There and back again
Alternatively to stating “Lux or bust”, one could ask “is Lux a must?” As we traversed Europe and asked different GPs that very question, some answered a resounding “no”.
For non-European GPs who rely on the marketing passport to distribute their funds across Europe, the answer is likely to be yes. But for GPs based in the bloc, the picture is slightly more nuanced, with some of them outright avoiding Luxembourg.
Let me indulge you in a story I hear all too often when speaking to private equity firms based in Germany. The tale tells of an ambitious emerging manager incorporating their very first fund in the country. Once they see success and look to raise fund number two, they make the journey to Luxembourg to domicile their next platform there.
Then, they meet the regulator in Luxembourg. For fund number three, the German GP returns to where they came from.
“Luxembourg is slightly more tax efficient than Germany,” admits one CFO from a German midmarket private equity firm. “However, when you weigh the financial benefits against the increase in workload and regulatory obligations – bottom line, for us it didn't work out.”
The LPs investing in the funds do not seem to mind either. “Generally, fundraising takes longer rather than being outright impossible,” shares Georg Metzger, senior economist at KfW. “Established managers are faring comparatively well, while emerging managers are facing the most challenges.”
An explanation for this could be the LPs backing German funds. According to statistics from the Bundesverband Deutscher Kapitalbeteiligungsgesellschaften, the biggest sources of funding for private equity funds in 2021 were public investors (34%) followed closely by other asset management funds (31%), pension funds (12%) on par with family offices and private investors (12%), and finally insurance companies (9%) and credit institutions (8%).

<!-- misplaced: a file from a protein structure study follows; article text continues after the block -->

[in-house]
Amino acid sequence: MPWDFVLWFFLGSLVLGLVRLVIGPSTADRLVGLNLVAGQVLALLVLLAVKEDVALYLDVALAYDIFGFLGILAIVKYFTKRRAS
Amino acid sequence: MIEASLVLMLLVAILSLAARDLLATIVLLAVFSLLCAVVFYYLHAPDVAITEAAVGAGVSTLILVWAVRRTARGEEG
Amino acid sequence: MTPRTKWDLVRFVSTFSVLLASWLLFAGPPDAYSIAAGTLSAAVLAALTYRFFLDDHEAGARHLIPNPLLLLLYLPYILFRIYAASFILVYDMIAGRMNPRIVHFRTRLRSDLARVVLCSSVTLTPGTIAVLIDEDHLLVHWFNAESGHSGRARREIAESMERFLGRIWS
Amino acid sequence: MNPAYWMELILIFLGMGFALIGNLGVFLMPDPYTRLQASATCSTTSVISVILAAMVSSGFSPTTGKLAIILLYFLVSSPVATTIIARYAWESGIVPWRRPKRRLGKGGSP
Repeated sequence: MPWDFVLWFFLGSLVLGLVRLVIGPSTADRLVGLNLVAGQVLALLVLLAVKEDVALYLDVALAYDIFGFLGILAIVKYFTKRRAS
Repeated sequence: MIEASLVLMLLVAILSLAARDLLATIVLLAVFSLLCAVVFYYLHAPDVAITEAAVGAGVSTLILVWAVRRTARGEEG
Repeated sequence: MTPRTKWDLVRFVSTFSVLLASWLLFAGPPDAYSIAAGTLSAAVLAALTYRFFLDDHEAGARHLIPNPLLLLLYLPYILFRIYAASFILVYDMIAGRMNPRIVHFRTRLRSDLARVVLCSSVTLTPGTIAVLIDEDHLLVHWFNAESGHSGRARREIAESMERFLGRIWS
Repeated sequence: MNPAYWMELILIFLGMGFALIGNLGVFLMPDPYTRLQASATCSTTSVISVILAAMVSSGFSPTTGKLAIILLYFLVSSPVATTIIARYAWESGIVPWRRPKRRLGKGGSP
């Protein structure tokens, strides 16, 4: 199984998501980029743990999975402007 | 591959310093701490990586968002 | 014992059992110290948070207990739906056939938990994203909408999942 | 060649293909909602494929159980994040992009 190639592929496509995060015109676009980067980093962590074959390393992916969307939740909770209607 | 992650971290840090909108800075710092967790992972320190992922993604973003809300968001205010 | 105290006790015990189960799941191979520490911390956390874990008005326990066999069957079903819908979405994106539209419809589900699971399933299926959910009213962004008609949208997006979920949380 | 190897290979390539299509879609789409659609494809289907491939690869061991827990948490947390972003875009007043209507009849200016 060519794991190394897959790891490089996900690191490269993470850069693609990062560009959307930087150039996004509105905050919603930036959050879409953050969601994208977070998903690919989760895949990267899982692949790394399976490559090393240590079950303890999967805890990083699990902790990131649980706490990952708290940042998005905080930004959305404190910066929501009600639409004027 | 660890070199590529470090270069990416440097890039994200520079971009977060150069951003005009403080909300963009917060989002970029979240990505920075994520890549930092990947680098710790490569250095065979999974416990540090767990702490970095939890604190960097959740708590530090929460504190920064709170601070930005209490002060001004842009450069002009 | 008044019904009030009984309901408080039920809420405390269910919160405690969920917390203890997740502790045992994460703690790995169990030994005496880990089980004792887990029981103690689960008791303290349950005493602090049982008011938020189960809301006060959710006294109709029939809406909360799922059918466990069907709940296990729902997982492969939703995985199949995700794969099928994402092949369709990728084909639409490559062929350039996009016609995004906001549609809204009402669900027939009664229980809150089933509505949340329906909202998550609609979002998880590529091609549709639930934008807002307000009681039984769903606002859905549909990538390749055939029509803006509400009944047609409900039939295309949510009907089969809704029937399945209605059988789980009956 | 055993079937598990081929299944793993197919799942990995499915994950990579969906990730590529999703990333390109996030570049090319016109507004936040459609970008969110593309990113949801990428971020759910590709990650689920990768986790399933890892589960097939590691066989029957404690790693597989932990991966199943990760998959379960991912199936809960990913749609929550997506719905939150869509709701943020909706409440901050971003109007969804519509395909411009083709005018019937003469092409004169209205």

The biggest LPs backing German private equity firms are not under the same scrutiny as traditional institutional investors such as pension funds and endowments, and might as a consequence be more open to a locally grown fund.
Still, private equity is a small share of Germany´s fund landscape. According to data from the Deutsche Bundesbank, published in August 2023, the country is home to €104bn in assets held in closed-ended funds. Out of this, 15% are private equity funds, 9% are venture capital and 8% are fund-of-funds.
Germany's government is set to further improve these conditions and make the country more attractive for private funds. The Zukunftsfinanzierungsgesetz comes, among others, with a VAT exemption for alternative investment funds.
While some firms will still opt to domicile in Luxembourg and get an AIFM to assist with the management, this practice is increasingly common among the country´s fund-of-funds managers.
But operational burdens are not the only reason for remaining in Germany. “Local funds provide more transparency and security, both for founders and LPs,” shares another CFO with us. “Private equity operates predominantly in the Mittelstand and the leadership of portfolio companies feels more assured when everyone is sitting around the same table and half of the attendees are not calling in from different parts of the world.”
Overview: PE funds in Germany (2022)
Source: Christoph Scheuplein, Study 470, “Private Equity in Germany”, February 2022, published by Hans Böckler Stiftung
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